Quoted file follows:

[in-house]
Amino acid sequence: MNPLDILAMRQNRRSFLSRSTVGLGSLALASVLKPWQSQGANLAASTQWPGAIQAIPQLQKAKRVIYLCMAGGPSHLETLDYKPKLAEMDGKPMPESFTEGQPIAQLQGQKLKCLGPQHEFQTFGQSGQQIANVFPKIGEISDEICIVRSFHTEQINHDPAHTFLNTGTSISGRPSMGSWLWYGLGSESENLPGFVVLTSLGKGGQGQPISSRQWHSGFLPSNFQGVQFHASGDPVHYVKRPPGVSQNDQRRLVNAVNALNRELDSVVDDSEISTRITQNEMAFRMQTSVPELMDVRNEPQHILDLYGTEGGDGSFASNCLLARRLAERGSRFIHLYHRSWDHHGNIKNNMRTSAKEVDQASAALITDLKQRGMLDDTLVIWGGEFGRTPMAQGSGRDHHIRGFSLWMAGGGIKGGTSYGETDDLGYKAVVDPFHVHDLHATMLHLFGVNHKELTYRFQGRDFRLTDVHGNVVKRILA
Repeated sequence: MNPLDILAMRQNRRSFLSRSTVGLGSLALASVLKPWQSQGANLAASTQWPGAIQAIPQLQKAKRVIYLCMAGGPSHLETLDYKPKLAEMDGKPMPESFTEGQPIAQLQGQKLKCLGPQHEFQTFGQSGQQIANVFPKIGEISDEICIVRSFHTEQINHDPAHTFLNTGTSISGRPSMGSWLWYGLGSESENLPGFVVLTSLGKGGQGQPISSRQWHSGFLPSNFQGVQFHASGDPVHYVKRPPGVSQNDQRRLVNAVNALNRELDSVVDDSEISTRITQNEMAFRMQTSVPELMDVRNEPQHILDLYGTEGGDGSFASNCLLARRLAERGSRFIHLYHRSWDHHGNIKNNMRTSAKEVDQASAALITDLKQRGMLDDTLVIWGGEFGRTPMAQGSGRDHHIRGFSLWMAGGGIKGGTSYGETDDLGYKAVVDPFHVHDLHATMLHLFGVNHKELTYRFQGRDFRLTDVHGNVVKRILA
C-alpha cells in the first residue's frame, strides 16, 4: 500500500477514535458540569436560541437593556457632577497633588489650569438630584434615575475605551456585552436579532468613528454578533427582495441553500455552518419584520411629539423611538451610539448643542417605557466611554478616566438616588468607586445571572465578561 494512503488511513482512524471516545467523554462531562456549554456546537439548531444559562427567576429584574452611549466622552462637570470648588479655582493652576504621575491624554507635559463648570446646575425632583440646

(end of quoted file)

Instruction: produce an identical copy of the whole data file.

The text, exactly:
[in-house]
Amino acid sequence: MNPLDILAMRQNRRSFLSRSTVGLGSLALASVLKPWQSQGANLAASTQWPGAIQAIPQLQKAKRVIYLCMAGGPSHLETLDYKPKLAEMDGKPMPESFTEGQPIAQLQGQKLKCLGPQHEFQTFGQSGQQIANVFPKIGEISDEICIVRSFHTEQINHDPAHTFLNTGTSISGRPSMGSWLWYGLGSESENLPGFVVLTSLGKGGQGQPISSRQWHSGFLPSNFQGVQFHASGDPVHYVKRPPGVSQNDQRRLVNAVNALNRELDSVVDDSEISTRITQNEMAFRMQTSVPELMDVRNEPQHILDLYGTEGGDGSFASNCLLARRLAERGSRFIHLYHRSWDHHGNIKNNMRTSAKEVDQASAALITDLKQRGMLDDTLVIWGGEFGRTPMAQGSGRDHHIRGFSLWMAGGGIKGGTSYGETDDLGYKAVVDPFHVHDLHATMLHLFGVNHKELTYRFQGRDFRLTDVHGNVVKRILA
Repeated sequence: MNPLDILAMRQNRRSFLSRSTVGLGSLALASVLKPWQSQGANLAASTQWPGAIQAIPQLQKAKRVIYLCMAGGPSHLETLDYKPKLAEMDGKPMPESFTEGQPIAQLQGQKLKCLGPQHEFQTFGQSGQQIANVFPKIGEISDEICIVRSFHTEQINHDPAHTFLNTGTSISGRPSMGSWLWYGLGSESENLPGFVVLTSLGKGGQGQPISSRQWHSGFLPSNFQGVQFHASGDPVHYVKRPPGVSQNDQRRLVNAVNALNRELDSVVDDSEISTRITQNEMAFRMQTSVPELMDVRNEPQHILDLYGTEGGDGSFASNCLLARRLAERGSRFIHLYHRSWDHHGNIKNNMRTSAKEVDQASAALITDLKQRGMLDDTLVIWGGEFGRTPMAQGSGRDHHIRGFSLWMAGGGIKGGTSYGETDDLGYKAVVDPFHVHDLHATMLHLFGVNHKELTYRFQGRDFRLTDVHGNVVKRILA
C-alpha cells in the first residue's frame, strides 16, 4: 500500500477514535458540569436560541437593556457632577497633588489650569438630584434615575475605551456585552436579532468613528454578533427582495441553500455552518419584520411629539423611538451610539448643542417605557466611554478616566438616588468607586445571572465578561 494512503488511513482512524471516545467523554462531562456549554456546537439548531444559562427567576429584574452611549466622552462637570470648588479655582493652576504621575491624554507635559463648570446646575425632583440646